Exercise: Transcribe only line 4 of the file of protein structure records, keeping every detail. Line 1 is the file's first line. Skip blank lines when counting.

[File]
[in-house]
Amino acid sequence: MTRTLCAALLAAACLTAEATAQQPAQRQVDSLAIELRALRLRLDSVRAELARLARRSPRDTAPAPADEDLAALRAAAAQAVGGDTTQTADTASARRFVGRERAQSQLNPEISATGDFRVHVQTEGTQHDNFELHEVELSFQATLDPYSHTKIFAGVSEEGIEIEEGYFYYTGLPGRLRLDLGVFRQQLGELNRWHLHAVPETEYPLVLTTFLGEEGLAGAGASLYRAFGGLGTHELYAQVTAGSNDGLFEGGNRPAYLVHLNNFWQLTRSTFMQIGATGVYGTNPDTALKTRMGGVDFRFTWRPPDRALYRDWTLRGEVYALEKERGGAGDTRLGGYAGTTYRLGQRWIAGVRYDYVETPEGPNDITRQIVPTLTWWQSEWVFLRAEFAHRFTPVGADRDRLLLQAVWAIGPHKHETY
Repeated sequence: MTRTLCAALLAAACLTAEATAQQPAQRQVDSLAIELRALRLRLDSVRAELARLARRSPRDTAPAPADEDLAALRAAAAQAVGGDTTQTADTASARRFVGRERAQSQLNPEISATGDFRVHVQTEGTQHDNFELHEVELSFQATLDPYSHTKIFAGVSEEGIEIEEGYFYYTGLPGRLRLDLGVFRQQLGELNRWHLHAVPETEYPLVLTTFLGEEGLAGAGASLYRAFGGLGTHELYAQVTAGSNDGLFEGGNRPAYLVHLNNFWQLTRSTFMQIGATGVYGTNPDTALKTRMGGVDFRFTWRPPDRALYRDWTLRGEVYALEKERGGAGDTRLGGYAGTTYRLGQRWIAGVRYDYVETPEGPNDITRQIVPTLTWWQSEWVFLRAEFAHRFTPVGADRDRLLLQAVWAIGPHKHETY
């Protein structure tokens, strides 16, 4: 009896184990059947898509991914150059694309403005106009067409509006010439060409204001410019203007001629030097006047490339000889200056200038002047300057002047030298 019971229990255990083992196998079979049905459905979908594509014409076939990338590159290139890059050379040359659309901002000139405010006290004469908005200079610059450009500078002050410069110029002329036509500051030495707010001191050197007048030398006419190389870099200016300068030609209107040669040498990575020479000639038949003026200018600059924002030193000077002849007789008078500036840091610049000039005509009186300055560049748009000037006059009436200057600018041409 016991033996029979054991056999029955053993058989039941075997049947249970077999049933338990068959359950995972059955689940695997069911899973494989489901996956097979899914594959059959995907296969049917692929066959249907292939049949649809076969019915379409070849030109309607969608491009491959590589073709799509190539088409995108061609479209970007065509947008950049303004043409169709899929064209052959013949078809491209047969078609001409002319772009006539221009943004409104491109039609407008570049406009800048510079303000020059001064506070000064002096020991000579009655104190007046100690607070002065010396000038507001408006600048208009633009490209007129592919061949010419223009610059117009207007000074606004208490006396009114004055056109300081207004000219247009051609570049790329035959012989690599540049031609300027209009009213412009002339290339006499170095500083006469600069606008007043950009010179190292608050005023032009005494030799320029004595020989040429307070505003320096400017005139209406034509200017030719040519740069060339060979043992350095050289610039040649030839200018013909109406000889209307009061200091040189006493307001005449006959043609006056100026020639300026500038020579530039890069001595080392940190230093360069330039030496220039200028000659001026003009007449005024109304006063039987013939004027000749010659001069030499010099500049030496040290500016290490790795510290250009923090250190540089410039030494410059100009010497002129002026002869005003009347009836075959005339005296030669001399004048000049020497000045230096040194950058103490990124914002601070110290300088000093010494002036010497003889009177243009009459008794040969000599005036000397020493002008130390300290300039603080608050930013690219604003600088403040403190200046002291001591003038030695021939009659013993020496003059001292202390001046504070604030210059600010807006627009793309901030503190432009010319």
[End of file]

């Protein structure tokens, strides 16, 4: 009896184990059947898509991914150059694309403005106009067409509006010439060409204001410019203007001629030097006047490339000889200056200038002047300057002047030298 019971229990255990083992196998079979049905459905979908594509014409076939990338590159290139890059050379040359659309901002000139405010006290004469908005200079610059450009500078002050410069110029002329036509500051030495707010001191050197007048030398006419190389870099200016300068030609209107040669040498990575020479000639038949003026200018600059924002030193000077002849007789008078500036840091610049000039005509009186300055560049748009000037006059009436200057600018041409 016991033996029979054991056999029955053993058989039941075997049947249970077999049933338990068959359950995972059955689940695997069911899973494989489901996956097979899914594959059959995907296969049917692929066959249907292939049949649809076969019915379409070849030109309607969608491009491959590589073709799509190539088409995108061609479209970007065509947008950049303004043409169709899929064209052959013949078809491209047969078609001409002319772009006539221009943004409104491109039609407008570049406009800048510079303000020059001064506070000064002096020991000579009655104190007046100690607070002065010396000038507001408006600048208009633009490209007129592919061949010419223009610059117009207007000074606004208490006396009114004055056109300081207004000219247009051609570049790329035959012989690599540049031609300027209009009213412009002339290339006499170095500083006469600069606008007043950009010179190292608050005023032009005494030799320029004595020989040429307070505003320096400017005139209406034509200017030719040519740069060339060979043992350095050289610039040649030839200018013909109406000889209307009061200091040189006493307001005449006959043609006056100026020639300026500038020579530039890069001595080392940190230093360069330039030496220039200028000659001026003009007449005024109304006063039987013939004027000749010659001069030499010099500049030496040290500016290490790795510290250009923090250190540089410039030494410059100009010497002129002026002869005003009347009836075959005339005296030669001399004048000049020497000045230096040194950058103490990124914002601070110290300088000093010494002036010497003889009177243009009459008794040969000599005036000397020493002008130390300290300039603080608050930013690219604003600088403040403190200046002291001591003038030695021939009659013993020496003059001292202390001046504070604030210059600010807006627009793309901030503190432009010319």